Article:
So, beginning in 1991, the clear majority of fashion shows in New York were located under the tents at Bryant Park. This collective organization – then called “7th on Sixth” – was for the benefit of all. “Establishing Fashion Week at Bryant Park cut down on costs and labor. Up until then, each designer was responsible for finding and paying for their own space, lighting, sound, and security," wrote Racked. “Not to mention, sets had to be broken down if the space they chose was rented out for another kind of event during the week, only to be put back together again just a few days later for a different fashion show.”

Changes also came by way of the guest lists: Invitations were sent out to an increased pool of individuals, including buyers, traditional – and eventually, online – magazine editors, celebrities, and brands’ biggest clients. Some time later came the early rise of the fashion blogger and street style icon, as evidenced by the select few seated in the front rows.

In 2009, NYFW – after being acquired by IMG, the sports and media management conglomerate, eight years earlier – was branded as Mercedes-Benz Fashion Week (and then returning to simply NYFW almost a decade later) to reflect the event's most significant sponsor. All the while, the internet was slowly playing an increasingly role in the fashion scene, especially since designers were no longer just selling clothes, they were selling their brands (and their licensed goods). Along with the availability of garments for sale on designers’ websites, digital continued to expand its footprint, as fashion bloggers came into in their own.

Bloggers – including BryanBoy, Rumi Neely, Susie Lau, abd Tavi Gevinson, just to name a few – perched in the front rows, provided photos and insight on the shows by way of their blogs within minutes of the models hitting the runway. Long gone were the days of waiting for magazine coverage, and with that, shows were no longer the highly exclusive, private events they once were. Quite the opposite: They were essentially available to anyone with a computer.

Not all designers have embraced the media-driven nature of modern day fashion. For instance, Tom Ford, who returned to womenswear in 2010, has protested quite significantly at time. He called fashion too immediate, overexposed and lacking in freshness. As such, for his debut womenswear show for his eponymous label, Ford prohibited any photographers (including camera phones) and only invited 100 guests. It was his attempt to return to the fashion show of a previous era; a less media-focused show.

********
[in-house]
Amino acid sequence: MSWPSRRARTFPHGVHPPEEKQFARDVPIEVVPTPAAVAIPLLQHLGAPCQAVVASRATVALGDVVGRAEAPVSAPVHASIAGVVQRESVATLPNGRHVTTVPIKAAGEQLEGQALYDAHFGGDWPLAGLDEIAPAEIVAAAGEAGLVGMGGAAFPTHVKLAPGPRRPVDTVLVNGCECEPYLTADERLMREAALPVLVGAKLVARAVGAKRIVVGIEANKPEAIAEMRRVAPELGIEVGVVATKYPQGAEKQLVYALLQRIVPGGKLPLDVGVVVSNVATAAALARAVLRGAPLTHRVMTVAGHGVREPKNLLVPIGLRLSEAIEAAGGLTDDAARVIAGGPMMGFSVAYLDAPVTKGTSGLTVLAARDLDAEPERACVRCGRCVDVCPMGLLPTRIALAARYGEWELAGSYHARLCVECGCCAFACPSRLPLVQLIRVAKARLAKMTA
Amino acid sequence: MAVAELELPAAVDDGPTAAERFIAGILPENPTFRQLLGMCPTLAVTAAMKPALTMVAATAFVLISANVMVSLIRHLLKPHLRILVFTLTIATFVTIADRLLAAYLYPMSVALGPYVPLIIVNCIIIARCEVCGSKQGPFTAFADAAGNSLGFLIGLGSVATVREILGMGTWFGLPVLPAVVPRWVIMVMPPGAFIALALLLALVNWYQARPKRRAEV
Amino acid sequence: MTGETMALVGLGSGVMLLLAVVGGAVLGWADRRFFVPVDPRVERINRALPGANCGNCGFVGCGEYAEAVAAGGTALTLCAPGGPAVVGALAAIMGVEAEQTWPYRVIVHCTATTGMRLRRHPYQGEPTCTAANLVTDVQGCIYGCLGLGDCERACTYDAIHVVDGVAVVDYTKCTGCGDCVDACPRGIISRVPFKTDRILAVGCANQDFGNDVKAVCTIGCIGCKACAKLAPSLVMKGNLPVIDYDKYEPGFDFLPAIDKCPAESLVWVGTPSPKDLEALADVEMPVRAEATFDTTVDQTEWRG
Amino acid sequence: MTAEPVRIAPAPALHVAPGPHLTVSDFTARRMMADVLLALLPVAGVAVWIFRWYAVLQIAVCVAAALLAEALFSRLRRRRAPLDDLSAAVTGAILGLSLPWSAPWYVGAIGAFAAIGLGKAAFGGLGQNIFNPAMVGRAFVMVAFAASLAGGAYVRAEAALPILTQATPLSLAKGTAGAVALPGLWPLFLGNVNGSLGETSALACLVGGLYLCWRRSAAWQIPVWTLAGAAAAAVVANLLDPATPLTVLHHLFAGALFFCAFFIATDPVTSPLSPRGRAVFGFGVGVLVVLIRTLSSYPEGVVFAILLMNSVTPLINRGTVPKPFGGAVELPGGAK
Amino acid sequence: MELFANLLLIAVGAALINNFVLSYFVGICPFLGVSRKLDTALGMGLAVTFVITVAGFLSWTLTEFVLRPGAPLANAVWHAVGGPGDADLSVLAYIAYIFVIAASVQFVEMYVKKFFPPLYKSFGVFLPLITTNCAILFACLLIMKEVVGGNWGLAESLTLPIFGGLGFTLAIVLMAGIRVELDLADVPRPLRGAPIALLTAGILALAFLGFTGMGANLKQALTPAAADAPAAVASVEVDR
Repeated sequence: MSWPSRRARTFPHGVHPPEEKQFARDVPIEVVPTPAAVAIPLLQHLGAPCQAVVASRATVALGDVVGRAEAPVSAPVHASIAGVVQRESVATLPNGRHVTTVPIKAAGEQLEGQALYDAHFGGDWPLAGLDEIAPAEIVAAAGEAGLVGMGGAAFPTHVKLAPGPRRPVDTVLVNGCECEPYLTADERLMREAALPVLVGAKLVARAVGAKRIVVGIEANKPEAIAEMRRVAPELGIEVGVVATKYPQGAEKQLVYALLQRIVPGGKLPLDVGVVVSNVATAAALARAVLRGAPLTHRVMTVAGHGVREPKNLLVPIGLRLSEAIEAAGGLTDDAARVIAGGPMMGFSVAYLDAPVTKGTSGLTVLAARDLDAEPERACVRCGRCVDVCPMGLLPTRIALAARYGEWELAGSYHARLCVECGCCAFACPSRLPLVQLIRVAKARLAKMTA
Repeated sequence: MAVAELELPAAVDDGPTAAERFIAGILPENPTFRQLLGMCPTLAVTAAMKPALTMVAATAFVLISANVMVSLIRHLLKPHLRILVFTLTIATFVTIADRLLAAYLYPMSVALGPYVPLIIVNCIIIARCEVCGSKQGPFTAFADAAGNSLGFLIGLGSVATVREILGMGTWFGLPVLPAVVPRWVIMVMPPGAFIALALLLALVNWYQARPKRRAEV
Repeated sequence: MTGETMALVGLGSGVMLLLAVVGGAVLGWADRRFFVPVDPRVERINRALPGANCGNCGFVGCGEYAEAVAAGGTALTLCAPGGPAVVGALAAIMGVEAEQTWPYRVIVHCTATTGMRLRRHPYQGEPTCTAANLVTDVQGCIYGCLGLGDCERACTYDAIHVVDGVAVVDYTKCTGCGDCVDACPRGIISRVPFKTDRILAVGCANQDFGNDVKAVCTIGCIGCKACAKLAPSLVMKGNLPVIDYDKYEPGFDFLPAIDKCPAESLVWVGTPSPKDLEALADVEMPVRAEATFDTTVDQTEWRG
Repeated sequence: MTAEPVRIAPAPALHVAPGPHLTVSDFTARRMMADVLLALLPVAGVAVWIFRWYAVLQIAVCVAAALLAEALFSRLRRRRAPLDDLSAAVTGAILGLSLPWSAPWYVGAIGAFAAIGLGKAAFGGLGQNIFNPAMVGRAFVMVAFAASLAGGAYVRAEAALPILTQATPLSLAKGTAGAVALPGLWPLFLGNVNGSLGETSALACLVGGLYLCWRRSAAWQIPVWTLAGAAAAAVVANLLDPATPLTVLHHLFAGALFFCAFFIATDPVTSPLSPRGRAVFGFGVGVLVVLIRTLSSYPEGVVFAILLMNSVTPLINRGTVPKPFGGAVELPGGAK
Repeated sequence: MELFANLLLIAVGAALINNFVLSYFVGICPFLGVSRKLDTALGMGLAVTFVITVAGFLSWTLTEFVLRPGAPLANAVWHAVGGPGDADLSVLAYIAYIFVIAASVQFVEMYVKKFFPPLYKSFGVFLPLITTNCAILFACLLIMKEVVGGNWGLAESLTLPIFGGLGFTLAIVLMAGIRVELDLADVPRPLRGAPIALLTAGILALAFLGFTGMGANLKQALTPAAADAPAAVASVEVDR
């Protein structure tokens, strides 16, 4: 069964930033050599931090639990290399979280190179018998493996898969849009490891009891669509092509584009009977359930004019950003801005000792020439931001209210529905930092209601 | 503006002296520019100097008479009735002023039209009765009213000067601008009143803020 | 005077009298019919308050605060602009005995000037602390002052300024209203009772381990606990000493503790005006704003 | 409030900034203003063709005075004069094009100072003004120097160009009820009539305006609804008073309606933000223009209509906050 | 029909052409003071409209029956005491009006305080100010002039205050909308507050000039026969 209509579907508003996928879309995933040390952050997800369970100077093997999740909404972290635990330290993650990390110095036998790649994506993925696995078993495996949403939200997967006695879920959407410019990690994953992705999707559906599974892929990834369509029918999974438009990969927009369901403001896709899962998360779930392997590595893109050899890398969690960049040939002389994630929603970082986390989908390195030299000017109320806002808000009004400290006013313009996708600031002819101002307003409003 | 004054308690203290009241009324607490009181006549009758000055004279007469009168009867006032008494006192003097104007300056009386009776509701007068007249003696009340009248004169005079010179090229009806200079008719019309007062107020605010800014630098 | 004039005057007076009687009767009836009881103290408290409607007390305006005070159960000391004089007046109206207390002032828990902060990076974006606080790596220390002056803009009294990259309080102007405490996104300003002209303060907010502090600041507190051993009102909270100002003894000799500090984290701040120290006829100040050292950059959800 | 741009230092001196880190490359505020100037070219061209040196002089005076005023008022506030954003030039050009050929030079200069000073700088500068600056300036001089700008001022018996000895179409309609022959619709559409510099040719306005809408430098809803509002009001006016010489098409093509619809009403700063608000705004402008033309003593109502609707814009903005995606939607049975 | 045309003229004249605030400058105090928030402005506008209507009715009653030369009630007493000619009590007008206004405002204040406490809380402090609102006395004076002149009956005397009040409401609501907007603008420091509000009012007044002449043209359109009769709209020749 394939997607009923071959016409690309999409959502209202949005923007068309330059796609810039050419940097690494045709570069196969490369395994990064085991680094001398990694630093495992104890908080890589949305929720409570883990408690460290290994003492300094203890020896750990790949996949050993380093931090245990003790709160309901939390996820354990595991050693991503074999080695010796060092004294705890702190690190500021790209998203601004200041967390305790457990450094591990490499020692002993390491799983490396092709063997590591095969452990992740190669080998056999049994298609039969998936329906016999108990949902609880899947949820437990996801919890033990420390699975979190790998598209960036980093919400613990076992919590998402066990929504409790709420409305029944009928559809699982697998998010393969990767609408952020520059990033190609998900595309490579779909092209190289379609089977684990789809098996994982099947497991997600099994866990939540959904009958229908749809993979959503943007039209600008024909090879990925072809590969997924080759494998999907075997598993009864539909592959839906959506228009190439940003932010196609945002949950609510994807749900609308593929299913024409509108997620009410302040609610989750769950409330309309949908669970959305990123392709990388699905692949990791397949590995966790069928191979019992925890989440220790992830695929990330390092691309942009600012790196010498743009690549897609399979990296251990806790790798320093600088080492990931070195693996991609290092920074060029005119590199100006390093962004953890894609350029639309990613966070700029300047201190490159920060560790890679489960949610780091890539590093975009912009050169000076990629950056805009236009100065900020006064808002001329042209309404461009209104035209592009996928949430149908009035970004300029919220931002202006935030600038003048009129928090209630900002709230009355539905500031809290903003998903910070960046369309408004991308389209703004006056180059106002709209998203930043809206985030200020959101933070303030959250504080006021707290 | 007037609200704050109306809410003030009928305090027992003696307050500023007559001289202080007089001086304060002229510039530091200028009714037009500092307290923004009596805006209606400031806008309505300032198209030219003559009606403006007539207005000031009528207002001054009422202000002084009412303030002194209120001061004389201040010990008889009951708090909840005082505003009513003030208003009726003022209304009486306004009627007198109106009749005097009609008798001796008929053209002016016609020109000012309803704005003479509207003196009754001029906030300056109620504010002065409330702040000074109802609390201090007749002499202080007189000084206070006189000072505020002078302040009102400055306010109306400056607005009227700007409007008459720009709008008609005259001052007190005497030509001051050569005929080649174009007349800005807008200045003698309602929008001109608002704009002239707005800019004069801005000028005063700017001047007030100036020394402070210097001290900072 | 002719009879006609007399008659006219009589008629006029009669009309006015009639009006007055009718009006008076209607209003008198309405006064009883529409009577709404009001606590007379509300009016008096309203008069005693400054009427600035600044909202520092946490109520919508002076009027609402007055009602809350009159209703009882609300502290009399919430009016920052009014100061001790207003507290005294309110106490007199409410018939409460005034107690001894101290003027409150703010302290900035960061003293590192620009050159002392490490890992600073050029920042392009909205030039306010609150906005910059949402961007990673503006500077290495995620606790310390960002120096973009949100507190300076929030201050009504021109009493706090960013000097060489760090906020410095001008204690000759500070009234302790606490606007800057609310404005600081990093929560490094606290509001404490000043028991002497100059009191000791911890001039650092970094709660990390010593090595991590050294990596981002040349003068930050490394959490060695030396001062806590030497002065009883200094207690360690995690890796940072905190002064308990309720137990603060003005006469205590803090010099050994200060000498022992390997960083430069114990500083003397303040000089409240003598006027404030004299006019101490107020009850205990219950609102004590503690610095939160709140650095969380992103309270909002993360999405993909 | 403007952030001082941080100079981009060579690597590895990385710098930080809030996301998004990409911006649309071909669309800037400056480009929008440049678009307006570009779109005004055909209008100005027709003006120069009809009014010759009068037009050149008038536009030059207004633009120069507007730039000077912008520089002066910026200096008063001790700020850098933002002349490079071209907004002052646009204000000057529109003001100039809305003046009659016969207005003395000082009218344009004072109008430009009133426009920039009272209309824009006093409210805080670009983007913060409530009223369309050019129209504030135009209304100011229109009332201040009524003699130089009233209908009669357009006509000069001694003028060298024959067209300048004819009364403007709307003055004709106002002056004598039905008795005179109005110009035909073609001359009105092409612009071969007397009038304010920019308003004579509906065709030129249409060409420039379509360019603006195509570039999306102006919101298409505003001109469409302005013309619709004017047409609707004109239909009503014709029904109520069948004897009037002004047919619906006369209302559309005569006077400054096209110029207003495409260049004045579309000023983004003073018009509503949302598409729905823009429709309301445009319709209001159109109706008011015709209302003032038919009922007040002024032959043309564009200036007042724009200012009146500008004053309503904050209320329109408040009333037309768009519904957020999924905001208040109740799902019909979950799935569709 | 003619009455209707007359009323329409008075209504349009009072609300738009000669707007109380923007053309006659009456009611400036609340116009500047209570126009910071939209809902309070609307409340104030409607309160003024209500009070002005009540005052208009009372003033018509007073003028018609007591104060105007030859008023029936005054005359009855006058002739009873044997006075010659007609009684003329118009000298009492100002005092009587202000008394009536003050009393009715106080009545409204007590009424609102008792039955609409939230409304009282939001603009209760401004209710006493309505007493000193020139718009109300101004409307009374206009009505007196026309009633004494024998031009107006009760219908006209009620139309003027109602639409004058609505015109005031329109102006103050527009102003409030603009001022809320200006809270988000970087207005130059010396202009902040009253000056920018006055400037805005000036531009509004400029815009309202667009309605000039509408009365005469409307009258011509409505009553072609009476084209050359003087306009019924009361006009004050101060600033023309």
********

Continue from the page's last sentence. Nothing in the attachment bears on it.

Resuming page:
Regardless of where one stands on the level of exclusivity of fashion, the hordes of individuals squeezing into the tents at Bryant Park – which hit max capacity in 2010, forcing the bi-annual event to decamp to Lincoln Center to accommodate more people – were indicative of the growing nature of the event and the interest surrounding it.

And it has expanded even more since then – albeit not in a physical way. Beginning in 2011, with the debut of the Fall/Winter 2012 shows, New York-based public relations giant KCD, made shows available online via a password-protected website for editors, who simply could not make it to all of the shows each day due to the large number of scheduled events – and the slow trend towards showing off-site (aka not at the centralized Lincoln Center location).

This trend has since been supplemented with websites that provide of-the-moment runway photos, and others – including brands – themselves, making livestreams of the runways available to anyone and everyone with a computer or iPhone. The week has also reverted to its lack of central location and the organization that came with the one-stop-shop of Bryant Park or Lincoln Center.

Since being booted out of Lincoln Center in late 2014 – thanks to a settlement in a lawsuit in which a class of plaintiffs claimed the NYFW’s intrusion on a nearby park was in violation of laws governing public use of the land in New York (followed by a separate and unrelated legal battle over the rights to the NYFW name) – fashion shows have once again scattered all over the city, much to the chagrin of fashion folk who often must shuttle all over the island of Manhattan to attend shows.

While there has been promise of a new centralized location – Chelsea’s Hudson Yards – to come, only time will tell as to how NYFW will further evolve. As of now, one thing seems very clear: designers, at least in New York, are questioning the 75-year old tradition of NYFW. An increasing number of designers have taken to "questioning the value of the traditional catwalk show,” as designer Jenny Packham put it earlier this year. Others have taken to questioning the merit of New York as a fashion capital in comparison to the more traditionally established Paris.

With that in mind, the NYFW schedule is noticeably slimming down, leaving many fashion designers and industry stakeholders questioning the future of the city’s fashion week. And this should come as little surprise. As Mr. Herman – the father of NYFW – said in 2015, “The industry is just such a different industry. It’s so suggestive to the world. New York is where everybody wants to be for the moment, it may not last forever, it may go into the night.”